Indian Minister promoting peace, nonviolence
Nuclear Abolition and Nonviolence the antidote to the 'Clash of Civilisations.'
Indian Cabinet Minister Sri Mani Shankar Aiyar to visit NZ to promote peace and nonviolence
Sri Mani Shankar Aiyar - a member of the current Indian Cabinet, a secretary for former Prime Minister Rajiv Gandhi, and founder of the Indian Society for Secularism - will be in New Zealand from 26-29 March to attend a number of events to promote nonviolence, cross-cultural understanding, peace and disarmament.
These include a Commonwealth Local Government Forum meeting and a public lecture in Auckland on Nuclear Abolition and Nonviolence - the antidote to the 'Clash of Civilisations.'
Sri Mani Shankar Aiyar was the key drafter
of the historic Rajiv Gandhi Action Plan for a nuclear
weapons free and nonviolent world which was submitted to the
United Nations Special Session on Disarmament in 1988.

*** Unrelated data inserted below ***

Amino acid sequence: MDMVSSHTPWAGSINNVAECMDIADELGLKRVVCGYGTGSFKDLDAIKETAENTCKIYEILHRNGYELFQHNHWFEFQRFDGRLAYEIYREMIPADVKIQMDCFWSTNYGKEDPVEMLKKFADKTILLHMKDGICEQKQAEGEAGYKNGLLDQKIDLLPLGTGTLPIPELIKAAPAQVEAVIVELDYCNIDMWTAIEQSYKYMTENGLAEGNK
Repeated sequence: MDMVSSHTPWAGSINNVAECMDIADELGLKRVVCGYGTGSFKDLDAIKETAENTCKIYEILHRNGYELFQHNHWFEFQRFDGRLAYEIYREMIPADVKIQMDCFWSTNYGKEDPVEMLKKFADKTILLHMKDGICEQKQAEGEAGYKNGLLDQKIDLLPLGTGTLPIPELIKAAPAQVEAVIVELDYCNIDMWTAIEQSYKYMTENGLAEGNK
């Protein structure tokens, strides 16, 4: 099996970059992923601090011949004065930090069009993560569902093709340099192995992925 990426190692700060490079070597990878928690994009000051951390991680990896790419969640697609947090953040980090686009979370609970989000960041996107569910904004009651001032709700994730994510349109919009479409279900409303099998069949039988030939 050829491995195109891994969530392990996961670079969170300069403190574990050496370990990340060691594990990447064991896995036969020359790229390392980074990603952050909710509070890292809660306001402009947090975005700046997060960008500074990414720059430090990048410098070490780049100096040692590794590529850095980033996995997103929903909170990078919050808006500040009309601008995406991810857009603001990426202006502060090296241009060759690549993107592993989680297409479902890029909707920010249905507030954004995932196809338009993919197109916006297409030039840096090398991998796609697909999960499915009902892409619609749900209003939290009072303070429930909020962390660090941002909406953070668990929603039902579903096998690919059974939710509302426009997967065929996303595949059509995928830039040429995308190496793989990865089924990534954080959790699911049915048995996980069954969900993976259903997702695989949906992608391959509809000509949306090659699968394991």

Indian Prime Minister Dr. Manmohan Singh recommitted India
to the Rajiv Gandhi Plan in his speeches to the Parliament
in July 2005 and August 2006. Sri Mani believes that the
plan was unable to be implemented in 1988 due to the Cold
War and other factors, but that political conditions make it
for achievement now.
"There is little logic to the argument that as nuclear weapons have been invented, they therefore, cannot be eliminated," says Sri Mani. "There are several conventions already in operation relating to biological and chemical weapons of mass destruction. The Rajiv Gandhi Action Plan combines a practical roadmap towards universal, non-discriminatory nuclear disarmament (leading to general disarmament) and sustaining this by basing the world order on the principles of non-violence."
Sri Mani Shankar Aiyar has written a number of books including Pakistan Papers which discusses how India should deal with Pakistan to ensure peace, and most recently Confessions of a Secular Fundamentalist which argues for secularism as a political path for bridging ethnic and religious conflicts.
His presentations on nonviolence and ethnic relations are optimistic and colourfully illustrated with interesting historical and contemporary examples. His many stories of interactions between Hindu and Muslim throughout India's history and his knowledge and oratory, provide an inspirational counter to the perspective that there will continue to be a "Clash of Civilisations."